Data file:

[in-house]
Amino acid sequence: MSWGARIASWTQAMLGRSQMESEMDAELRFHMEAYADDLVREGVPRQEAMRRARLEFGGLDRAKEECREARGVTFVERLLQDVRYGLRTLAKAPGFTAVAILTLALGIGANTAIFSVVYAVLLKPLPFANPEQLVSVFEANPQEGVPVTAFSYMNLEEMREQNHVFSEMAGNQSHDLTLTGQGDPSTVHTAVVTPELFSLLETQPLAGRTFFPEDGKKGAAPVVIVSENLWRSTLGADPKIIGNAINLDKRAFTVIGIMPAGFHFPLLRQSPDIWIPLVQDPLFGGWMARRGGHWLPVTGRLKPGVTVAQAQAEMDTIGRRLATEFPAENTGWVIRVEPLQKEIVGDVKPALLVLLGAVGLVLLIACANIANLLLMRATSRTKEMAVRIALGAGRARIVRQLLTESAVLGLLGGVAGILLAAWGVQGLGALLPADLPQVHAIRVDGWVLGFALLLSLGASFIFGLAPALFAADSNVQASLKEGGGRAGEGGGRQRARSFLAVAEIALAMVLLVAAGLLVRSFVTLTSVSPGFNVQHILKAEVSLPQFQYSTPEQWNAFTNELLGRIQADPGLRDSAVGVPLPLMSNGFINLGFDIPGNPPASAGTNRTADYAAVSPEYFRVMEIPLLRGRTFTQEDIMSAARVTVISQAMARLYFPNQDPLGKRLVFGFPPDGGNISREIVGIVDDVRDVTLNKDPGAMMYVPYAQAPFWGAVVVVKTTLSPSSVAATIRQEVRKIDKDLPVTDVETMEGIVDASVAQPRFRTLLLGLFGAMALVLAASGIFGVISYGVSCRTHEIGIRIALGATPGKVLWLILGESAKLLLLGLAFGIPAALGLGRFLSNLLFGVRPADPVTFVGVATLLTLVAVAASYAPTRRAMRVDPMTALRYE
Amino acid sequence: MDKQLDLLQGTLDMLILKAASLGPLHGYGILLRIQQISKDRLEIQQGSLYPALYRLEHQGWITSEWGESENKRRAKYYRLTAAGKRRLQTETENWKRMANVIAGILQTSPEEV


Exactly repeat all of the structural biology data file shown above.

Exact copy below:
[in-house]
Amino acid sequence: MSWGARIASWTQAMLGRSQMESEMDAELRFHMEAYADDLVREGVPRQEAMRRARLEFGGLDRAKEECREARGVTFVERLLQDVRYGLRTLAKAPGFTAVAILTLALGIGANTAIFSVVYAVLLKPLPFANPEQLVSVFEANPQEGVPVTAFSYMNLEEMREQNHVFSEMAGNQSHDLTLTGQGDPSTVHTAVVTPELFSLLETQPLAGRTFFPEDGKKGAAPVVIVSENLWRSTLGADPKIIGNAINLDKRAFTVIGIMPAGFHFPLLRQSPDIWIPLVQDPLFGGWMARRGGHWLPVTGRLKPGVTVAQAQAEMDTIGRRLATEFPAENTGWVIRVEPLQKEIVGDVKPALLVLLGAVGLVLLIACANIANLLLMRATSRTKEMAVRIALGAGRARIVRQLLTESAVLGLLGGVAGILLAAWGVQGLGALLPADLPQVHAIRVDGWVLGFALLLSLGASFIFGLAPALFAADSNVQASLKEGGGRAGEGGGRQRARSFLAVAEIALAMVLLVAAGLLVRSFVTLTSVSPGFNVQHILKAEVSLPQFQYSTPEQWNAFTNELLGRIQADPGLRDSAVGVPLPLMSNGFINLGFDIPGNPPASAGTNRTADYAAVSPEYFRVMEIPLLRGRTFTQEDIMSAARVTVISQAMARLYFPNQDPLGKRLVFGFPPDGGNISREIVGIVDDVRDVTLNKDPGAMMYVPYAQAPFWGAVVVVKTTLSPSSVAATIRQEVRKIDKDLPVTDVETMEGIVDASVAQPRFRTLLLGLFGAMALVLAASGIFGVISYGVSCRTHEIGIRIALGATPGKVLWLILGESAKLLLLGLAFGIPAALGLGRFLSNLLFGVRPADPVTFVGVATLLTLVAVAASYAPTRRAMRVDPMTALRYE
Amino acid sequence: MDKQLDLLQGTLDMLILKAASLGPLHGYGILLRIQQISKDRLEIQQGSLYPALYRLEHQGWITSEWGESENKRRAKYYRLTAAGKRRLQTETENWKRMANVIAGILQTSPEEV